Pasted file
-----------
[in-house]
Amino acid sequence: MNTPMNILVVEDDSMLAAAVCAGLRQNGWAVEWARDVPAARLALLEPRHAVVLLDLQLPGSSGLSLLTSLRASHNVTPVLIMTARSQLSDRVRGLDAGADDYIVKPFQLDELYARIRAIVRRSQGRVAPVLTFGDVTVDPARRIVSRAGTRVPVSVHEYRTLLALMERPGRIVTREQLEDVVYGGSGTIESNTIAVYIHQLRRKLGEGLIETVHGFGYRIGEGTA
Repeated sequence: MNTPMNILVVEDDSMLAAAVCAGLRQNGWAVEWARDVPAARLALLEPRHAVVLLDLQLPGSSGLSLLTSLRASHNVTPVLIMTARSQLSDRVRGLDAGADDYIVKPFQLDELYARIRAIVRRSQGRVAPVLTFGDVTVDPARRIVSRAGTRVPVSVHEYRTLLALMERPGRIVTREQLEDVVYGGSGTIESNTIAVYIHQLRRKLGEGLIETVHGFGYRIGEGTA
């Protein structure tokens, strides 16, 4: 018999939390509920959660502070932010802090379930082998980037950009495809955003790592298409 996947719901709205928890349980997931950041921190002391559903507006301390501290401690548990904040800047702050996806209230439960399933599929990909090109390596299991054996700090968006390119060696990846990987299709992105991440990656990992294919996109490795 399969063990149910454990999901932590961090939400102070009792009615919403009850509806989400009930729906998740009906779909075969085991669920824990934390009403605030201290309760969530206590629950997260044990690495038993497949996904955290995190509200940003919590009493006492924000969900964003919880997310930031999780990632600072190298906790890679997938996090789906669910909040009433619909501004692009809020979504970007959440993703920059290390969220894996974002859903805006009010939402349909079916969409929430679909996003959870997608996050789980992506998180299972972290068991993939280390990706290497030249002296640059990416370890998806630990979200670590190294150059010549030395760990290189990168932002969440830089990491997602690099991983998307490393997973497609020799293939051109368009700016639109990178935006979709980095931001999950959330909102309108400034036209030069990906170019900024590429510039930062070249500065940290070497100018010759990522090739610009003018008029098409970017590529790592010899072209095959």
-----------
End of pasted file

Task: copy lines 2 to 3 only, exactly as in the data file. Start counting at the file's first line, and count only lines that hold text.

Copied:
Amino acid sequence: MNTPMNILVVEDDSMLAAAVCAGLRQNGWAVEWARDVPAARLALLEPRHAVVLLDLQLPGSSGLSLLTSLRASHNVTPVLIMTARSQLSDRVRGLDAGADDYIVKPFQLDELYARIRAIVRRSQGRVAPVLTFGDVTVDPARRIVSRAGTRVPVSVHEYRTLLALMERPGRIVTREQLEDVVYGGSGTIESNTIAVYIHQLRRKLGEGLIETVHGFGYRIGEGTA
Repeated sequence: MNTPMNILVVEDDSMLAAAVCAGLRQNGWAVEWARDVPAARLALLEPRHAVVLLDLQLPGSSGLSLLTSLRASHNVTPVLIMTARSQLSDRVRGLDAGADDYIVKPFQLDELYARIRAIVRRSQGRVAPVLTFGDVTVDPARRIVSRAGTRVPVSVHEYRTLLALMERPGRIVTREQLEDVVYGGSGTIESNTIAVYIHQLRRKLGEGLIETVHGFGYRIGEGTA